Muslim Clerics in Chechnya Order All Engaged Couples to Test for HIV Before Marrying
January 19, 2011
"The spiritual leaders of Muslim Chechnya have ordered that all couples who plan to marry prove they are HIV-negative, sparking outrage from activists and residents who say it violates Russian law," Reuters reports in an article that explores the growing power of the spiritual leaders in the region and how intravenous drug use (IDU) is contributing to rapid spread of HIV/AIDS in Russia. "[T]he United Nations says at least 1 million people are HIV-positive -- though Chechnya has been little affected by it," according to the news service. "'Any potential bride or groom is obliged to receive a medical certificate proving they are HIV-negative,' the Chechen mufti's press service said in a statement this week," Reuters writes. "An imam can only approve of a marriage once the HIV-negative certificate is obtained," the news service adds. The article notes "the mufti's orders have no legal weight but are generally followed because he is a respected spiritual leader and because of his ties to Chechnya's hardline leader Ramzan Kadyrov" (1/18).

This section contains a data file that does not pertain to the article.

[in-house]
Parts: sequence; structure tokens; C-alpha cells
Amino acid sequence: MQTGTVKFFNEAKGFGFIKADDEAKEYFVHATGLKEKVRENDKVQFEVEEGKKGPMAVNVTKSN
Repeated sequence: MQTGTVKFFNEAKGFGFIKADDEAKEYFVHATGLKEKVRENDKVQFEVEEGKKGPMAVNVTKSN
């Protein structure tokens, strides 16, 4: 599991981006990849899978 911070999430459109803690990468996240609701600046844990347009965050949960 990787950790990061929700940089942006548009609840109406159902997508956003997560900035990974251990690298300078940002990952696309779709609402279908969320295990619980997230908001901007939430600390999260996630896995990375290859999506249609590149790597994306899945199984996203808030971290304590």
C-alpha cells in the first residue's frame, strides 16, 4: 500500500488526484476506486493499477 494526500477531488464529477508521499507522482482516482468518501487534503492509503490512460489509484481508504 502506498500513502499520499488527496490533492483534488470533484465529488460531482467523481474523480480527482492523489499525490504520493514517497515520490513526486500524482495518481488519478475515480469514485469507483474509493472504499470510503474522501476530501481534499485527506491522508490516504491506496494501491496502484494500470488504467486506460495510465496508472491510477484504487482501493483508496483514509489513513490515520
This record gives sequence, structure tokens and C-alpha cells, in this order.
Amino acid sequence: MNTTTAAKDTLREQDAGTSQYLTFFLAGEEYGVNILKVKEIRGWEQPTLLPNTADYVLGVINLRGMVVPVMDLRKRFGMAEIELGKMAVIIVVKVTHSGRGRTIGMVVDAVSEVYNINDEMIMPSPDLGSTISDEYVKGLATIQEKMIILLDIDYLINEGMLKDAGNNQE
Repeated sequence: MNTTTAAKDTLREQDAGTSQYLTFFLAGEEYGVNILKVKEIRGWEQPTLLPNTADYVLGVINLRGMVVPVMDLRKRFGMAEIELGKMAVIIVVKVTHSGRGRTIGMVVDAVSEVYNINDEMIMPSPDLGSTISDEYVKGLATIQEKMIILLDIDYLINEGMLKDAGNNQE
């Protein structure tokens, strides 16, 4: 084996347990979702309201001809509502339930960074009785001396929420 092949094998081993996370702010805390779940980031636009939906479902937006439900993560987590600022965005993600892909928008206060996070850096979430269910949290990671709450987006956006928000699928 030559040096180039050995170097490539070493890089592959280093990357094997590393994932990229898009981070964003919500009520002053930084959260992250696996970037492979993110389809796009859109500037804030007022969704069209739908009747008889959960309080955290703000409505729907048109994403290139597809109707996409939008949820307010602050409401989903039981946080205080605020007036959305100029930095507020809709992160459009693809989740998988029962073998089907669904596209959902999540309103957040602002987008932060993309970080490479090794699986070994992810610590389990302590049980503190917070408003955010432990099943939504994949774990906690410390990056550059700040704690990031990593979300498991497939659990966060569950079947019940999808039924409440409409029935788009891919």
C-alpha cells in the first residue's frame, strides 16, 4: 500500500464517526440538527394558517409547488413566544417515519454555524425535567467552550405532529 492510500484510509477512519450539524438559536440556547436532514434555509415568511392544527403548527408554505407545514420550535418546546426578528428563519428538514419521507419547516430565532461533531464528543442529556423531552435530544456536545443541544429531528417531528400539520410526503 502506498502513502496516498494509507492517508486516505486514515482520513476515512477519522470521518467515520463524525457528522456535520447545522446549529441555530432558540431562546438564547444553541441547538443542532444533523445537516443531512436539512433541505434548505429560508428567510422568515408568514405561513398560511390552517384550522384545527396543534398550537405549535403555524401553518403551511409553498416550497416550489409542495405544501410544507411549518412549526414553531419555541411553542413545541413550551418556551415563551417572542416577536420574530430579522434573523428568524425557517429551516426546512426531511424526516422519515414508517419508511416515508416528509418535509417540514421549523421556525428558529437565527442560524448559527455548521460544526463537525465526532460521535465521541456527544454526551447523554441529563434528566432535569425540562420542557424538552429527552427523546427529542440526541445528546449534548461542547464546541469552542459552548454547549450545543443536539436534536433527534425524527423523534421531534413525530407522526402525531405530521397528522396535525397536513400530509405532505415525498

This article was provided by Henry J. Kaiser Family Foundation. It is a part of the publication Kaiser Daily Global Health Policy Report. Visit the Kaiser Family Foundation's website to find out more about their activities, publications and services.
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